Ms. Sheetal Mehta (CEO, Innovative Social Ventures) gave an extensive presentation on innovation, entrepreneurship, policy making and IT. She said that there is a need to define innovation, whether it is a new one or a ‘fix it’ type. There is also the question of accessibility to resources (both economic and non-economic) and for innovation to take place. Experience plays a key role in innovation, since intrinsic knowledge is related to experience. For innovation to take place there is need for funding (both fixed and working capital), incentives to patent, adequate infrastructure and skilled labour. The return on innovation should be measurable for monitoring, deriving conclusion and planning. There is a need to look at the sustainability (economic) aspect of innovation. The main inhibitors of innovation are wrong government policies, and entrepreneurship culture. Ms. Mehta said that in order to generate innovation, there is need to look at the ‘ecosystem’ which comprise of the government, academics, corporations, financial influences (venture capital), entrepreneurs, ISVs, SMEs and analysts. There is need of co-opetition (or cooperation) instead of competition. There is a thin line of difference between social entrepreneurship and innovation. No longer greed (or profit motive) among the firms is termed good. Instead, day-by-day, firms are going for creating social goods, such as following environmental standards. Karma is a principal of action but innovation is about creating changes. Innovation is not about reacting to change. Corporate social responsibility is done for innovative social welfare as is being promoted by the UK government. Under the global entrepreneurship programme, dealmakers are going global. There is need to access smart money (venture capital), and promote technology and life sciences. There is also the need for attracting and matching talent. In UK, there had been efforts to enhance the entrepreneurial gene pool in United Kingdom. In India, efforts have been taken to promote economic growth through foreign direct investment. But now there have been efforts to look into areas like human capital, R&D, and spin offs. Innovations have taken place in sectors like Information Technology, biotech, wireless, semiconductor and pharmaceuticals. SMEs constitute 90% of all industrial units, 40% of industrial output and 45% of formal industrial employment. There is need to look at MINE Relief, Capstan Learning, Voices for Innovation. Ms. Mehta also mentioned about the launch of IMEA VFI, where there had been partnership at the local and at the global level. What is needed by the private sector is to initiate the process of dialogue with the government. For enhancing growth, there is need to implement innovative technology, and focus on competition. There should be focus on working together and closer. There is also the need to engage in prosperity thru innovation, and strengthening entrepreneurship.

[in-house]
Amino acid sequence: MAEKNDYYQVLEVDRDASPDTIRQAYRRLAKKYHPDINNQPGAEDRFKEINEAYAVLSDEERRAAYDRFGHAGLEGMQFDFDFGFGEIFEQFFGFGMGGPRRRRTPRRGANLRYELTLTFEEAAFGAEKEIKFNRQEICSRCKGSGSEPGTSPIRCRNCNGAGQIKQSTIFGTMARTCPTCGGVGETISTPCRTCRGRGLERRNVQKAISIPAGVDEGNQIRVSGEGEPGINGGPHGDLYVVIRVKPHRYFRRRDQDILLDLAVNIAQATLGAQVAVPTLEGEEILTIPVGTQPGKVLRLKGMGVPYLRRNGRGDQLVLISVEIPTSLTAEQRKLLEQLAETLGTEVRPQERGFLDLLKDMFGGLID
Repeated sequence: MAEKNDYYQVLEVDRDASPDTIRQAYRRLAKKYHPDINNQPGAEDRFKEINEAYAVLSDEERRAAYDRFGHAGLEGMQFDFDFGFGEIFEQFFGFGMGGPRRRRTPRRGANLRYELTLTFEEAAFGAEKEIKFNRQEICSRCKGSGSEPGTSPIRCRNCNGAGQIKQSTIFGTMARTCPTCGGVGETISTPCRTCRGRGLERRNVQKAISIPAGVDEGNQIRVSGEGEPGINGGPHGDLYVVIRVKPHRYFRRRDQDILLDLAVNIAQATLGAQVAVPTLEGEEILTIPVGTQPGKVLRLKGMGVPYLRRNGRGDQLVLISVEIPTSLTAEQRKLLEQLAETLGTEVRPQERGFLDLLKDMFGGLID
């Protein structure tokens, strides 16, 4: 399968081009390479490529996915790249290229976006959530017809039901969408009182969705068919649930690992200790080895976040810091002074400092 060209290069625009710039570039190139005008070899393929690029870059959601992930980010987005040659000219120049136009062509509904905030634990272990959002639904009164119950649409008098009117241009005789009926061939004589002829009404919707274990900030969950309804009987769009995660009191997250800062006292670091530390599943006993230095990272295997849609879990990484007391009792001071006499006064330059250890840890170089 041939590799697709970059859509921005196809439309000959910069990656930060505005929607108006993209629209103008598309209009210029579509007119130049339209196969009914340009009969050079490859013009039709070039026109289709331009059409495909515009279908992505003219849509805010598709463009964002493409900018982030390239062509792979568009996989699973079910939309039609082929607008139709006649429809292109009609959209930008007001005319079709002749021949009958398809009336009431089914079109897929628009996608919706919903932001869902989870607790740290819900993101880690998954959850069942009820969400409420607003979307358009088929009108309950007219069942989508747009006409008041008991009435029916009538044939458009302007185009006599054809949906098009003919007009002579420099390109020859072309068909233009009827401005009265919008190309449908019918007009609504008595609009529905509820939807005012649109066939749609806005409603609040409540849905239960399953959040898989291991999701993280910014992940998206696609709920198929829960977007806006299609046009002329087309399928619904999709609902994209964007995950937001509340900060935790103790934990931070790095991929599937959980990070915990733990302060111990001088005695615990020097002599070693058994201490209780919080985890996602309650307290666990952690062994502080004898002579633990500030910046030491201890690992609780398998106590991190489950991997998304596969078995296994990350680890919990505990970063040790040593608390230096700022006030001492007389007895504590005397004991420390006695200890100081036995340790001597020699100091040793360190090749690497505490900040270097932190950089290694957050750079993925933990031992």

Prof. Richard Duncombe (IDPM, University of Manchester) spoke about the ICT in strengthening innovation and entrepreneurship. He said that innovation should be seen as a change process. There are standard models for innovation. If somebody is working in the area of SMEs, there is need to look at the mature manufacturing sector, who have a strong domestic and export orientation, and face increasing global competition. The key driving force for innovation is determined by low ICT knowledge and skill. There is also the need to look at regenerated manufacturing base with greater competitiveness, productivity, export market and R&D, as they determine SME upgradation and development. The key internal drivers for ICTs are leadership and strategic focus. The key external drivers for innovation are market and customers. The constraints for innovation are generic constraints (that affect all firms) and specific constraints (largely internal and firm specific). The resistance to change can also become constraint for innovation.

Mr. Richard Duncombe said that the problems with standard model are:
Tend to be supply driven and technology led.
Over-simplifies complex innovation processes (push-pull)
Fails to distinguish between sectors and size.
People create change not technology
Ignores social dimension
For developing SMEs, one needs to keep in mind the above five factors (i.e. Organizational Readiness, Managerial Capability, ICT Capability, Motivation and Value Chain Positioning.) along with forward and backward linkages.
The key soft factors for developing SMEs is to emphasize upon:
Motivation—Respond to incentives via more effective commodity chain positioning
Awareness—Management Practices (e.g. intellectual property rights)
Leadership—Foster vision and commitment
Human resources—Key ingredients—can consider outsourced solutions (ISPs/ ASPs)—control and internal capability should be retained in the business
Financial Resources
Managerial Capability—the ability to link innovation
Policy suggestions by Mr. Duncombe were:
Support the enabling environment –manufacturing and social enterprise sectors (macro level interventions)
Awareness raising among SME support agency staff about the role of ICTs for productivity and competitiveness
Develop demand driven information services incorporating e-partnership
Develop an authoritative knowledge base of good practice on ICT innovation in SMEs.
Support the development of the localized ICT sector and ICT technical capability and the localization of IT support sector with a sustainability component
The meet ended with a discussion by participants (including the audience) to be followed by dinner hosted by the Centre for Science, Development and Media Studies (CSDMS).